Skip to main content


Boeing's North Charleston S.C. Workers to Vote on Union Representation

David Wren Post and Courier
"Labor and community groups supporting the efforts by Boeing workers to form a union will also be in attendance," the IAM's announcement states. Evans, the IAM's lead organizer in North Charleston, and Ken Riley, the longtime president of the local longshoremen's union, are scheduled to speak at Friday's event.


'Cheers And Jeers' As Boeing Machinists Narrowly OK Contract

MARK MEMMOTT National Public Radio blog
With 51 percent of the 24,000 or so local machinists who voted saying yes to the pact, Boeing's " 'best and final' offer [now] guarantees assembly of the next 777 widebody jet and the fabrication of the plane's carbon-fiber wing" will be done at plants in the Puget Sound region.


Machinists Union Local Set to Vote on Boeing Contract

Maria La Ganga and W.J. Hennigan Los Angeles Times
Machinists, firefighters, Teamsters and other union members crowded into Meeting Hall B of the IAM's Seattle offices Thursday afternoon, just 13 hours before voting was scheduled to begin. They waved signs urging "Vote No," "Stop the War on Workers" and "Don't Sell Your Soul!"


IAM Disrtict 751 Urges Rejection of Boeing Offer

IAM District 751
If you have not already heard, we want to let you know that the International is forcing a vote on Boeing’s latest proposal on January 3, 2014. Due to the massive takeaways, your District 751 leadership is united with a recommendation that you reject this proposal. You need to look at the facts of the economic destruction you would have to live under for the next 11 years, without any opportunity to change any provisions of the contract.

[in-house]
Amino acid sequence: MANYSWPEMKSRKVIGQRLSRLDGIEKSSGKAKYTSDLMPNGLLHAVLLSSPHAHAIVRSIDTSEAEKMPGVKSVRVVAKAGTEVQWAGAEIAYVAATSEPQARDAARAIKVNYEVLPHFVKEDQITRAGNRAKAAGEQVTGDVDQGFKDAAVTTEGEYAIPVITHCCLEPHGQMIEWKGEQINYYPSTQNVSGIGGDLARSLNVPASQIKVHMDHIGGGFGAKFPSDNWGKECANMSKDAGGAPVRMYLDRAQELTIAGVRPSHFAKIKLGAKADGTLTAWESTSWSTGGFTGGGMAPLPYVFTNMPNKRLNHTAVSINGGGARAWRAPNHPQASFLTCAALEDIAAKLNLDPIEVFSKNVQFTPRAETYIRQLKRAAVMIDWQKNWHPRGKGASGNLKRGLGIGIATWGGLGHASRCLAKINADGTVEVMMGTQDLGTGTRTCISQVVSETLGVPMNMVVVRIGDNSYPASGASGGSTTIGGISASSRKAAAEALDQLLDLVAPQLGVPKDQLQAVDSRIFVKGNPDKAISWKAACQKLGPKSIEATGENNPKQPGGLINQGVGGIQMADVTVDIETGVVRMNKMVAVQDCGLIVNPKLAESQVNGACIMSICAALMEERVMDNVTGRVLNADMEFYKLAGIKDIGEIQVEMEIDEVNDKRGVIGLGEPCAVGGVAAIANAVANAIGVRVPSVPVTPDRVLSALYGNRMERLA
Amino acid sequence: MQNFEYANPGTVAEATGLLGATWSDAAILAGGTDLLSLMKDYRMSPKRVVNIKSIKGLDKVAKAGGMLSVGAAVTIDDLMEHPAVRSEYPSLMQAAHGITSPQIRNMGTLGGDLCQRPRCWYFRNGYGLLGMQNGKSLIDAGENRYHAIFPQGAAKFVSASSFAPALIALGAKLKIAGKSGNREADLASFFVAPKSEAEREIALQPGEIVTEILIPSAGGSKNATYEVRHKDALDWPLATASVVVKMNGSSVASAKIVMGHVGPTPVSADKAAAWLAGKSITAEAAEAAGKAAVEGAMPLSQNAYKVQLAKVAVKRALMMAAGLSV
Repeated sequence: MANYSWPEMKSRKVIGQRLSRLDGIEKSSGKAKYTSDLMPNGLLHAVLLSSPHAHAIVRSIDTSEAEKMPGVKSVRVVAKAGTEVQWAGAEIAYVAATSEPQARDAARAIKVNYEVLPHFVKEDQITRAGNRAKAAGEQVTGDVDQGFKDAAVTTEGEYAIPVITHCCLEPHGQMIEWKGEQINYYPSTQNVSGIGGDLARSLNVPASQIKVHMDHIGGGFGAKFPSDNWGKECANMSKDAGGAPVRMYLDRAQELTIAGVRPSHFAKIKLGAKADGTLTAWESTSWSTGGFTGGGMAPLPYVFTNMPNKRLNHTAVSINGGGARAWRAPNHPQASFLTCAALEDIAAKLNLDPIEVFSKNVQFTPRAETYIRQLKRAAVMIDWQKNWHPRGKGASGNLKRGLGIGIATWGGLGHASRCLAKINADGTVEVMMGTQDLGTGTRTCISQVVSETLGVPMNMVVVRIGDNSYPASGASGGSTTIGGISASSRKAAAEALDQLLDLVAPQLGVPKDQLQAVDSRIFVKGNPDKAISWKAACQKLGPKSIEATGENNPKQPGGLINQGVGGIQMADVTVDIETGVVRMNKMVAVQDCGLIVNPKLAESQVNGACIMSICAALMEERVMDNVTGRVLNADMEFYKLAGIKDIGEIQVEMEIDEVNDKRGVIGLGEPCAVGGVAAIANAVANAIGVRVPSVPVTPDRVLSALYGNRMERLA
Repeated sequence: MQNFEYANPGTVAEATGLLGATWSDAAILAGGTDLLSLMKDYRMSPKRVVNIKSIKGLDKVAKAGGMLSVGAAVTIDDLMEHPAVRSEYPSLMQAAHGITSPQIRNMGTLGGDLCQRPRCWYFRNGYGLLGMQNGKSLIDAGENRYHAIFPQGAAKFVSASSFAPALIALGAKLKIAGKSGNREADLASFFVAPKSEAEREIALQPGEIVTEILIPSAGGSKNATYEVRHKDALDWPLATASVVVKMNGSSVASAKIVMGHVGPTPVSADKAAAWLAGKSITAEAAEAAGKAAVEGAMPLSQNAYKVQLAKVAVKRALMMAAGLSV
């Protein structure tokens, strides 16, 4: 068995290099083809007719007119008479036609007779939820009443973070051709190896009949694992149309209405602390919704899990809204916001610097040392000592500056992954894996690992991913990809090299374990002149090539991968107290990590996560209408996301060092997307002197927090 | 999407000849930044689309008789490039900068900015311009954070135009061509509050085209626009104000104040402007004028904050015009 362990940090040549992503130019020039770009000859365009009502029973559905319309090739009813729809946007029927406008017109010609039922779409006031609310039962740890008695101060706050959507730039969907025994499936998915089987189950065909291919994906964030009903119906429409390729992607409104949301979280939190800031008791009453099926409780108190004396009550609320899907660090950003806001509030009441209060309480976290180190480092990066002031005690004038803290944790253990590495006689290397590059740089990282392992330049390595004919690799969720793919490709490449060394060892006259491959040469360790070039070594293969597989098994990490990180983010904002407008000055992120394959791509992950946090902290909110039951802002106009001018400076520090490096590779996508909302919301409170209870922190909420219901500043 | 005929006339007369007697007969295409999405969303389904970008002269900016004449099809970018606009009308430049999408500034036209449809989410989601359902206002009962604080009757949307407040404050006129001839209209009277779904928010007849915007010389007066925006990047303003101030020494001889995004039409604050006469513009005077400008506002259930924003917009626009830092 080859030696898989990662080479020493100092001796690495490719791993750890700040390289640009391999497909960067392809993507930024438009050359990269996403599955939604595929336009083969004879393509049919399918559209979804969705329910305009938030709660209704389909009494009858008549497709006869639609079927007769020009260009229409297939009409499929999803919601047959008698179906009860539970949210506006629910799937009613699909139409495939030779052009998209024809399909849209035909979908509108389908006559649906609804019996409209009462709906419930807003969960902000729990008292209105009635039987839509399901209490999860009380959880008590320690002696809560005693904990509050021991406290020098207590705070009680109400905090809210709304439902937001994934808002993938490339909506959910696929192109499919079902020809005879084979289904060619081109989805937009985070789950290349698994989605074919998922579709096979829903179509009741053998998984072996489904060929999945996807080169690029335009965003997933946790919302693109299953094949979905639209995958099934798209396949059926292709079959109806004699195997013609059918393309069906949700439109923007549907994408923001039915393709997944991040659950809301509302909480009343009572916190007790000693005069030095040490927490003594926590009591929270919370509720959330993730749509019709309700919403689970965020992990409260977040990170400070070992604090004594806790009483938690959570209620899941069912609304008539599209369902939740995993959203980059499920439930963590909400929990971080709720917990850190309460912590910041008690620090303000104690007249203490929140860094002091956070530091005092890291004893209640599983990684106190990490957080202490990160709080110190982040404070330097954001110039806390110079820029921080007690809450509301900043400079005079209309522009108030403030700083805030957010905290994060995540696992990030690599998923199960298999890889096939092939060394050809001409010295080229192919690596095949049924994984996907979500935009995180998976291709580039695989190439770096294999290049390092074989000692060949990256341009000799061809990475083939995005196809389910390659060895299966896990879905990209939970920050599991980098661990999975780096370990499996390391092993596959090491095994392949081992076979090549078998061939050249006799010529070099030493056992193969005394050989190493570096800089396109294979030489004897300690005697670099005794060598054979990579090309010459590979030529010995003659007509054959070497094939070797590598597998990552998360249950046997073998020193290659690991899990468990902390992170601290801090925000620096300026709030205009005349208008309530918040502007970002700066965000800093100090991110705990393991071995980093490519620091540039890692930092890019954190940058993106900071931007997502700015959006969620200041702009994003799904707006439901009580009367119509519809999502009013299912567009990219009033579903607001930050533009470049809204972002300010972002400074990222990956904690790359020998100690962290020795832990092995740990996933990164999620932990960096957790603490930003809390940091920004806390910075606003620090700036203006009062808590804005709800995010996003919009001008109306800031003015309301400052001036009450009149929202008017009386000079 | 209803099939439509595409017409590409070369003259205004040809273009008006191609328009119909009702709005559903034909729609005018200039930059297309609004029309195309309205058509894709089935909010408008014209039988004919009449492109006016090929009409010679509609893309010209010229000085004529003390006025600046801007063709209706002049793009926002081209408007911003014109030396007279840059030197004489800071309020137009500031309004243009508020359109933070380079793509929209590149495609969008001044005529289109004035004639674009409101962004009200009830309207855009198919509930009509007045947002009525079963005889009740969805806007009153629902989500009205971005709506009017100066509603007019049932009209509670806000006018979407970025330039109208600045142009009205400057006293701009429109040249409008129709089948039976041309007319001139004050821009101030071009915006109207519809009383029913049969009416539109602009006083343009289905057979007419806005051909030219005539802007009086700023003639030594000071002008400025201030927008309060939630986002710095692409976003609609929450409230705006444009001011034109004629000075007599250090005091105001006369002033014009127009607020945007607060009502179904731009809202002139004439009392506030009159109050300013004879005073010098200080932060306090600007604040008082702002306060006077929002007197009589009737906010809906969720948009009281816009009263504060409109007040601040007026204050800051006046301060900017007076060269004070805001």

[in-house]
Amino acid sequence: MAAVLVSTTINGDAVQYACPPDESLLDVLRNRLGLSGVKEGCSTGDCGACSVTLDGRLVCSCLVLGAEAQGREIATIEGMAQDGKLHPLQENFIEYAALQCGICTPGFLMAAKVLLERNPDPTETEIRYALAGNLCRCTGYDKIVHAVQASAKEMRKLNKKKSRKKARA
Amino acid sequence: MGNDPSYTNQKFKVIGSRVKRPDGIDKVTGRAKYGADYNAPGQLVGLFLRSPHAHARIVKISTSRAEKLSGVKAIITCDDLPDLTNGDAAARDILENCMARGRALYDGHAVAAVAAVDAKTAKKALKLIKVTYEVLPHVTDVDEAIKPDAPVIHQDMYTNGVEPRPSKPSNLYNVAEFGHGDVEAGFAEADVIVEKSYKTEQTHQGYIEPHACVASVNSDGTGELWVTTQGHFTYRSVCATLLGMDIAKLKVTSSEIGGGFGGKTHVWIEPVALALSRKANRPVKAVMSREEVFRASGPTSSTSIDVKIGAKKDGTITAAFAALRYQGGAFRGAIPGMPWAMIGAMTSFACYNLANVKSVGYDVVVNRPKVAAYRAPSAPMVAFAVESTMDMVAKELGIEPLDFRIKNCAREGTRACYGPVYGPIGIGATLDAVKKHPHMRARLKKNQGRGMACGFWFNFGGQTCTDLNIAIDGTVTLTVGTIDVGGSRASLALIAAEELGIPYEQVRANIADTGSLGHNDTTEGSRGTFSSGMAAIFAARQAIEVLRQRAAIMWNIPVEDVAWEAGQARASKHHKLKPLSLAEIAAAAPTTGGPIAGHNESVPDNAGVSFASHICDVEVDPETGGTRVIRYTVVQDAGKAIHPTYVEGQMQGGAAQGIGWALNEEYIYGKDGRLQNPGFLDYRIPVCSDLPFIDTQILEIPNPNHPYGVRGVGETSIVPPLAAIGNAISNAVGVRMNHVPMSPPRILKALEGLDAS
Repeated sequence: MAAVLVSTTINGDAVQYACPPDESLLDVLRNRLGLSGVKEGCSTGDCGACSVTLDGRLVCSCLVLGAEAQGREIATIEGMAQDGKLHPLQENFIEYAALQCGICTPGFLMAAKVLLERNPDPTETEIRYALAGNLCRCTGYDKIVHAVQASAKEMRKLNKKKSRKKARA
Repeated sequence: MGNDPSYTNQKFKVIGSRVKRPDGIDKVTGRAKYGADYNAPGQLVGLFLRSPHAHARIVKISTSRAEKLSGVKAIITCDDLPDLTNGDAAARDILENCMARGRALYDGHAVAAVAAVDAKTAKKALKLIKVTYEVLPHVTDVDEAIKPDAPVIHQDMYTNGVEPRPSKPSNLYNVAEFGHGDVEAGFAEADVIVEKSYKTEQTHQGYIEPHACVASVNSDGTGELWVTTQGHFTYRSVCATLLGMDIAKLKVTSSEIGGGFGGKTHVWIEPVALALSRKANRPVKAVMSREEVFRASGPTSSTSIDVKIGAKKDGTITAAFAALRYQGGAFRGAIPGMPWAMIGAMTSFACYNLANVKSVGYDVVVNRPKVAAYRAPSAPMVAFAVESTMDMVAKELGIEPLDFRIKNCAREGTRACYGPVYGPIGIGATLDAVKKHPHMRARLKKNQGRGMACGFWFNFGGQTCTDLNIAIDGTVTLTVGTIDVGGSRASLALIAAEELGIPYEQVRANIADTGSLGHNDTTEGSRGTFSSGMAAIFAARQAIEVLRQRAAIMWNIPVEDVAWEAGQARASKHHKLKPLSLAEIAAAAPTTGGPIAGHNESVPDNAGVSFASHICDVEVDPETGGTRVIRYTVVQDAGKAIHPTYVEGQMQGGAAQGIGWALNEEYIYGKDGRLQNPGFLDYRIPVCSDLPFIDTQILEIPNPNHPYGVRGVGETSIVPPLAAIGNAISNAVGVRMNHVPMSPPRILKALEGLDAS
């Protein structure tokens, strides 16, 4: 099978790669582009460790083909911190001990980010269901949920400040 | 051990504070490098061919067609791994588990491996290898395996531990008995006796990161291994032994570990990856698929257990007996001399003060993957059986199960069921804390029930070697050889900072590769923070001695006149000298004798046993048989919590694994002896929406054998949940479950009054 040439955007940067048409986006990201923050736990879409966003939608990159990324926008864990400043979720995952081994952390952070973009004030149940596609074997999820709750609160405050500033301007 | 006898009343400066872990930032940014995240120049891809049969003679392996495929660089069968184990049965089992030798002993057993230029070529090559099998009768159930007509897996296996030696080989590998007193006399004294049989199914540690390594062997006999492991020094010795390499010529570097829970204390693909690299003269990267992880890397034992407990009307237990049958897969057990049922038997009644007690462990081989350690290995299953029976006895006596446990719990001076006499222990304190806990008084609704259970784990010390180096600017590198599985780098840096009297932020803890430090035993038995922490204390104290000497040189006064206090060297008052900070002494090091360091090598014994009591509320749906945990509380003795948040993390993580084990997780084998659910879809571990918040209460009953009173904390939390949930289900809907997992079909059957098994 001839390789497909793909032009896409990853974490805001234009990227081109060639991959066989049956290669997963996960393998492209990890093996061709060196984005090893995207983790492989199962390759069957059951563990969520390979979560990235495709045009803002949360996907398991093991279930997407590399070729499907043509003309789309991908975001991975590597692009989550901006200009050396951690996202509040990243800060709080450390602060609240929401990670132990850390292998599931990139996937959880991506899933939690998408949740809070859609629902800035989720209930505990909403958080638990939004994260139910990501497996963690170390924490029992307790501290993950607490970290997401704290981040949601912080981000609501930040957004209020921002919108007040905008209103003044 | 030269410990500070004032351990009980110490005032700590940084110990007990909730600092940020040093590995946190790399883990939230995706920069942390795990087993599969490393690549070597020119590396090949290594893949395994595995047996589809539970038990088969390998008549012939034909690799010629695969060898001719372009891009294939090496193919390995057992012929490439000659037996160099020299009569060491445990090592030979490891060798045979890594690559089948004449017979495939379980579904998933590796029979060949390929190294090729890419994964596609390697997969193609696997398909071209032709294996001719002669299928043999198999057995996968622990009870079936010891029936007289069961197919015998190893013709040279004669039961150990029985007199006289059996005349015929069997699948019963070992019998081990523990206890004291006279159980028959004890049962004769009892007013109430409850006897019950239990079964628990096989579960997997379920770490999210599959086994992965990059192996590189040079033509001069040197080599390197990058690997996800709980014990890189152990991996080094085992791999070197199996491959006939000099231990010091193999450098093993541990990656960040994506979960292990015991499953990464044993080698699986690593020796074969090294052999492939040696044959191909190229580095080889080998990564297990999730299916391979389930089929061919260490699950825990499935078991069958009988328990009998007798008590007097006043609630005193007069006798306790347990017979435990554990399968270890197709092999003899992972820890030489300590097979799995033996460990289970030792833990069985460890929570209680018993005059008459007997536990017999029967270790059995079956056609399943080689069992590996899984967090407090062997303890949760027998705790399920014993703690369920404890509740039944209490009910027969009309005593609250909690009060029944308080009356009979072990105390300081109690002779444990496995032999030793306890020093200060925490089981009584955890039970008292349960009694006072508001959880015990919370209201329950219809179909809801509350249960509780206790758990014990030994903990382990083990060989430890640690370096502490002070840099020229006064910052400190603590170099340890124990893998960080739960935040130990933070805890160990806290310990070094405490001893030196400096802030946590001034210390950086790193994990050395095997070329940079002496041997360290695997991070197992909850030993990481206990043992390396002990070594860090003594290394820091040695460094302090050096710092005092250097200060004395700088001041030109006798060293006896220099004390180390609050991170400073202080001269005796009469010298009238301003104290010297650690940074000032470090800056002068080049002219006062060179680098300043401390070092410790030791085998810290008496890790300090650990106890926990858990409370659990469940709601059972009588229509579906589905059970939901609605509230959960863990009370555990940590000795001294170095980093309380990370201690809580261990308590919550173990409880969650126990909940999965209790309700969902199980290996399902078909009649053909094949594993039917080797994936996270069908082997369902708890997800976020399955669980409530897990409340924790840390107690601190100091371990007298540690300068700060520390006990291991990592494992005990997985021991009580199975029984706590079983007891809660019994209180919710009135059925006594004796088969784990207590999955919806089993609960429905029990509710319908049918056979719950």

The Walmartization of Aerospace

Carl Bloice
The conflict in Washington State involves far more than a local dispute over wages and benefits. Boeing appears determined to set the bar higher in its labor relations. As is the trend in much of labor negotiations these days, the bosses have simply decided that moving forward, workers are going to have to forfeit the medical and retirement benefits their unions have previously secured.

Why the Boeing machinists' fight matters

Ari Paul Aljazeera America
Boeing's fight against its machinists raises a terrifying possibility about U.S. capitalism. It appears that instead of industrial growth translating into national prosperity, the United States is beginning to conform to what economists call the Iron Law of Wages, which says the natural price of labor is subsistence. The only reasonable pay for workers, the theory goes, is enough to sustain them to live and work to produce value for their bosses and nothing more.


A Resounding No Vote from Machinists at Boeing

Dominic Gates The Seattle Times
Members of the International Association of Machinists have overwhelmingly rejected a contract proposal that would have eliminated their defined benefit pension plan, increased their health insurance costs, and provided wage increases that would have amounted to a pay cut over the contract's eight-year proposed term.
Subscribe to IAM